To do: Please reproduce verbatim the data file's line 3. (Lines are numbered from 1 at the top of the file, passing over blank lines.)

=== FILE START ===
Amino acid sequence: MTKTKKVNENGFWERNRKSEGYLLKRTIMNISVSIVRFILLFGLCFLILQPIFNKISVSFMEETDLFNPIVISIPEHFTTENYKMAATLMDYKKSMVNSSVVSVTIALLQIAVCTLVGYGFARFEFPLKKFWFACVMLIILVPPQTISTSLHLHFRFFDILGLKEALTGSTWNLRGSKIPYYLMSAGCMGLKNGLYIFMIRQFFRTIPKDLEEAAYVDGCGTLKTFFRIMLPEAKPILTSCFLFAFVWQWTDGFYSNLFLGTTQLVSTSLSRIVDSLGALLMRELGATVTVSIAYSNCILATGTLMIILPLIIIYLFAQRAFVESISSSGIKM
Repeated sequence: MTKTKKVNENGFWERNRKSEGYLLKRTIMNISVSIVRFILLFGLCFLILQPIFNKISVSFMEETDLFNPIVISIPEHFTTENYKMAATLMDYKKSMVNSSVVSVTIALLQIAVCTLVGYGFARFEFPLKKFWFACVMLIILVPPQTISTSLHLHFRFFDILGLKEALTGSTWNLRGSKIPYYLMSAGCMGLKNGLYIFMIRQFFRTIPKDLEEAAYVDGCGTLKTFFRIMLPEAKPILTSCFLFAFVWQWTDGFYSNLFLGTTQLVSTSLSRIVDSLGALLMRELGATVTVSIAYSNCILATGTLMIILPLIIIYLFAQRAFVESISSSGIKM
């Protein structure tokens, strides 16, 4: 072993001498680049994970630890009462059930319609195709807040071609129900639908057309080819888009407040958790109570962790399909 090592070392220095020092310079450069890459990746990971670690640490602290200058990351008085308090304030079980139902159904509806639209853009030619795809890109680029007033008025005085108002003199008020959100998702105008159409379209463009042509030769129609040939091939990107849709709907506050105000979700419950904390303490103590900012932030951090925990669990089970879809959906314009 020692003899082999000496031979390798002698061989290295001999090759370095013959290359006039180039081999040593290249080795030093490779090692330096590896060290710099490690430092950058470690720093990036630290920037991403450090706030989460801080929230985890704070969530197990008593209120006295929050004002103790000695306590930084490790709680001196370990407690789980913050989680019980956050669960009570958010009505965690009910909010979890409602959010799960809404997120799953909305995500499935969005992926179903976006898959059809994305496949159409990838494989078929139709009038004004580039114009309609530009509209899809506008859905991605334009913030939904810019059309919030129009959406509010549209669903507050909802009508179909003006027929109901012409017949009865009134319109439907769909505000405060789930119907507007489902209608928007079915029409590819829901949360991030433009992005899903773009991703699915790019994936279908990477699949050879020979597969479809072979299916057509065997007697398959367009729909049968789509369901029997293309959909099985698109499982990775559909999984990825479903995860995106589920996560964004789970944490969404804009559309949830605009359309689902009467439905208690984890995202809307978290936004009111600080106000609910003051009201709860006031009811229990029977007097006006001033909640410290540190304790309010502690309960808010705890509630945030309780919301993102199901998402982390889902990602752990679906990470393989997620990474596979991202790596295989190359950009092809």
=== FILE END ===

């Protein structure tokens, strides 16, 4: 072993001498680049994970630890009462059930319609195709807040071609129900639908057309080819888009407040958790109570962790399909 090592070392220095020092310079450069890459990746990971670690640490602290200058990351008085308090304030079980139902159904509806639209853009030619795809890109680029007033008025005085108002003199008020959100998702105008159409379209463009042509030769129609040939091939990107849709709907506050105000979700419950904390303490103590900012932030951090925990669990089970879809959906314009 020692003899082999000496031979390798002698061989290295001999090759370095013959290359006039180039081999040593290249080795030093490779090692330096590896060290710099490690430092950058470690720093990036630290920037991403450090706030989460801080929230985890704070969530197990008593209120006295929050004002103790000695306590930084490790709680001196370990407690789980913050989680019980956050669960009570958010009505965690009910909010979890409602959010799960809404997120799953909305995500499935969005992926179903976006898959059809994305496949159409990838494989078929139709009038004004580039114009309609530009509209899809506008859905991605334009913030939904810019059309919030129009959406509010549209669903507050909802009508179909003006027929109901012409017949009865009134319109439907769909505000405060789930119907507007489902209608928007079915029409590819829901949360991030433009992005899903773009991703699915790019994936279908990477699949050879020979597969479809072979299916057509065997007697398959367009729909049968789509369901029997293309959909099985698109499982990775559909999984990825479903995860995106589920996560964004789970944490969404804009559309949830605009359309689902009467439905208690984890995202809307978290936004009111600080106000609910003051009201709860006031009811229990029977007097006006001033909640410290540190304790309010502690309960808010705890509630945030309780919301993102199901998402982390889902990602752990679906990470393989997620990474596979991202790596295989190359950009092809």